Extreme and unconventional times two

Carole Rubin/Contributing Writer / Staff writer
November 30, 2012 01:00 AM

The painting Mattress #1 by Heather Passmore is part of a series about the “sad one-room lives and deaths of the poor.”

Two unconventional Sunshine Coast artists from two completely different backgrounds, generations and artistic approaches are making marks in the art world.

Heather Passmore is a young Vancouver artist raised on the Sun-shine Coast. Her painting, Mattress #3, was just purchased by the Vancouver Art Gallery (VAG). Part of a series on poverty and violence, the canvasses are made from mattress covers found in dumpsters on the Downtown Eastside, cut and cleaned by Passmore.

Mattresses were discarded when tenants were displaced for the Olympics, and lately because of bed bugs, Passmore said. In art world jargon, they are socio-historically laden materials.

The rescued covers were stored in her materials stash, which included another unusual discard, a folder of forensic police photographs from crime scenes in the Downtown Eastside.

I found the folder years ago, and for some reason, held onto it. I had no idea what I would use it for, she said.

In 2009/10, fabric and forensic images came together for the series, and a new piece was made for the Vancouver Review magazine's centrefold, which caught the eye of a VAG curator. The fabric was stretched on three by four frames, and the forensic scenes were painted on them with such muted delicacy, many missed the point.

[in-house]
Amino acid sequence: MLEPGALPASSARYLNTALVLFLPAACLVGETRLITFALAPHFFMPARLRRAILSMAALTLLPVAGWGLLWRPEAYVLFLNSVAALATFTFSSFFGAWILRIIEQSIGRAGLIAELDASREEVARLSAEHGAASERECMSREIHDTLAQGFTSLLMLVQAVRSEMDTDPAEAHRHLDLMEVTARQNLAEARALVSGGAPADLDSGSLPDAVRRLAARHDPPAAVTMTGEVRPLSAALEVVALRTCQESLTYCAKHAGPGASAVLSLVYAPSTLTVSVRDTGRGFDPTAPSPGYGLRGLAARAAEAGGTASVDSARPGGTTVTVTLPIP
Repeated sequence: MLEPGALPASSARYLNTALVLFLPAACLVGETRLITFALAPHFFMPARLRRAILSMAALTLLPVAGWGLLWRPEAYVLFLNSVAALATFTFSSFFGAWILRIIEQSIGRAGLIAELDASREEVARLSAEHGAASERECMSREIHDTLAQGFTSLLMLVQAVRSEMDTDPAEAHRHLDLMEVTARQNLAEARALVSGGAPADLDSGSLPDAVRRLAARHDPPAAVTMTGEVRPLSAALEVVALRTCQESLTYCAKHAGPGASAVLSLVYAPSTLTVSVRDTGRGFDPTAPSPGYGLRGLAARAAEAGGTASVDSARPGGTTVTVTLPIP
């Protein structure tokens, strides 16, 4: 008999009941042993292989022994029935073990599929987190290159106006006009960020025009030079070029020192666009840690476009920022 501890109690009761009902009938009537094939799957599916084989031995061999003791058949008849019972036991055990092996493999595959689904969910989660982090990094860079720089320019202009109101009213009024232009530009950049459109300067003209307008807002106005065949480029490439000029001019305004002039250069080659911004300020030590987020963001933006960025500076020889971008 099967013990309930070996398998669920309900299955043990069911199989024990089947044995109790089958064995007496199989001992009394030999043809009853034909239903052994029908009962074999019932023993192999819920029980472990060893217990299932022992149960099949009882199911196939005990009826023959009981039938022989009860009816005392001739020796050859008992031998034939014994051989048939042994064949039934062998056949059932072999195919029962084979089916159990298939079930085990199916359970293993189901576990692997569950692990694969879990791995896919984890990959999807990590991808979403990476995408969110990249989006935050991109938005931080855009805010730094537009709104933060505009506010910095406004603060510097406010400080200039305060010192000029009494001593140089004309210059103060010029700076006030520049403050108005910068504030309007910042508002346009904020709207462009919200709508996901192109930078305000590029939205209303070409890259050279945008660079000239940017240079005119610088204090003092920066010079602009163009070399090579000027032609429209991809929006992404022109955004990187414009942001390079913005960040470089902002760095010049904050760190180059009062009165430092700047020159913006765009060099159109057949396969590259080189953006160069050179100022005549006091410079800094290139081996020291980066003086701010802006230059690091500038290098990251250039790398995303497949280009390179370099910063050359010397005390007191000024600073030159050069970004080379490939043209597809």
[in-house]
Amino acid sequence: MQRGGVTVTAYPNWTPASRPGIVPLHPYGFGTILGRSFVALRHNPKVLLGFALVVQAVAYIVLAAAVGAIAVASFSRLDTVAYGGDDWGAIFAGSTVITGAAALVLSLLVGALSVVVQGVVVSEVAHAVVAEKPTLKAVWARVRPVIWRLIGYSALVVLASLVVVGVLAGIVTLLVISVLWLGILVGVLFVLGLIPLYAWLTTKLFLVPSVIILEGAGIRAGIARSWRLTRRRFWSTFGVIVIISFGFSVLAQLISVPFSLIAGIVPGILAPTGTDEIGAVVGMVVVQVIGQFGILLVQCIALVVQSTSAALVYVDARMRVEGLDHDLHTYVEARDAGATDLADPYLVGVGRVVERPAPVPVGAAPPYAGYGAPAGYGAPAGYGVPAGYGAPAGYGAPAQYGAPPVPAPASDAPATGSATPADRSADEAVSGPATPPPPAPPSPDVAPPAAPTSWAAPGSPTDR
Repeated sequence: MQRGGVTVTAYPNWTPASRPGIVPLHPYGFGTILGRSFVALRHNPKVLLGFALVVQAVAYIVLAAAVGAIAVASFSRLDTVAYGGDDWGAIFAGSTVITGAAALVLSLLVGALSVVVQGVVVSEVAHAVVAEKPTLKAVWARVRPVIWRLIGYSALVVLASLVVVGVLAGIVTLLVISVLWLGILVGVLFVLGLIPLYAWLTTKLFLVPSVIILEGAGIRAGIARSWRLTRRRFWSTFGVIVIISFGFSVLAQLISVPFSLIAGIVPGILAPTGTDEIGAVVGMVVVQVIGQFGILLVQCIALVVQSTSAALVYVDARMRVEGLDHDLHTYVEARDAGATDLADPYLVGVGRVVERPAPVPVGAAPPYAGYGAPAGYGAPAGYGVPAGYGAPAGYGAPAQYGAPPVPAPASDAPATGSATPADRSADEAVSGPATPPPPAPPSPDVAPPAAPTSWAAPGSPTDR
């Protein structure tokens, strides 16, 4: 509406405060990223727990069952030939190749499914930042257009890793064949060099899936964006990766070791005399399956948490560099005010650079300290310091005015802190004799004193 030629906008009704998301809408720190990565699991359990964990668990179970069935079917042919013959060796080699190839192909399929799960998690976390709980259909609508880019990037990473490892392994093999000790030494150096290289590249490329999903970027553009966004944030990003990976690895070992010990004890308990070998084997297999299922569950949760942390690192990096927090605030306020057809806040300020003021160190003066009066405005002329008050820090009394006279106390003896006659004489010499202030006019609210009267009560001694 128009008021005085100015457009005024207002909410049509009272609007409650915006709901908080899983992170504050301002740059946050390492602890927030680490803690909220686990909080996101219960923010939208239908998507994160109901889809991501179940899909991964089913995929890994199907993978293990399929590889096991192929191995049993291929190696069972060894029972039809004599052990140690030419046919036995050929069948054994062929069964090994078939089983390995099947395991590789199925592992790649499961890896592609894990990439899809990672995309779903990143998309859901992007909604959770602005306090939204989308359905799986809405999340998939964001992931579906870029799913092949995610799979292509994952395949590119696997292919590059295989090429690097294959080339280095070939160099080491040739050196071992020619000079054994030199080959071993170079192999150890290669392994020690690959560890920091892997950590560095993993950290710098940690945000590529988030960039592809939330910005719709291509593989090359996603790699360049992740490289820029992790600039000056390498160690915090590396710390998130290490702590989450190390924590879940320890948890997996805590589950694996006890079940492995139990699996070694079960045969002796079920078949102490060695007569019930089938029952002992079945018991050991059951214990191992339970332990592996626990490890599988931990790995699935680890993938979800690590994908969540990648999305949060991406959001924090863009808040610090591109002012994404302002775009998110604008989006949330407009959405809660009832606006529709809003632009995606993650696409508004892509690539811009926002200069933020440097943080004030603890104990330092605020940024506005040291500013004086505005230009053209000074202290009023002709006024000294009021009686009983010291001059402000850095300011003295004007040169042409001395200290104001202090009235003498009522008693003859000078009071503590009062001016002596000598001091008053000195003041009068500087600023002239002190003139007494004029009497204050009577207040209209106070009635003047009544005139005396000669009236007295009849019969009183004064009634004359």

People thought the figures were passed out, or that I was promoting violence against women, Passmore said. Actually, the series is about the sad one-room lives and deaths of the poor.

Donna Balma, a 70-something artist living and making art in Roberts Creek for 30 years is a visionary or outsider artist, self-taught, who creates raw, fantastical pieces.

In May, Balma was the sole Canadian invited to show in an exhibition of 13 American outsider artists called American Visionaries, in Melbourne, Australia. The work selected, Sixteen, (yes, the title refers to the B.C. Ferry docking announcement) is one in a series called Lentis that Balma executed between 1998 and 2000.

The Lentis images visited her, literally, as visions.

It was all I could do to keep up with the images that were coming, Balma said. They were so detailed, full of strange creatures.

When she tried to find a place where this work fit, she discovered Raw Vision magazine and a home for her work and self. The international family of visionary artists includes curator of the Melbourne exhibition, Damian Michaels, who felt compelled to include Balma in what was to be an American-only show.

The art world concurs with Michaels. Balma will receive a life-time achievement award, Homage to a Woman's Creative Life, at the Artrom Gallery's exhibit Beholding Beauty, this spring in Rome. The exhibit runs from April 19 to July 21, 2013.

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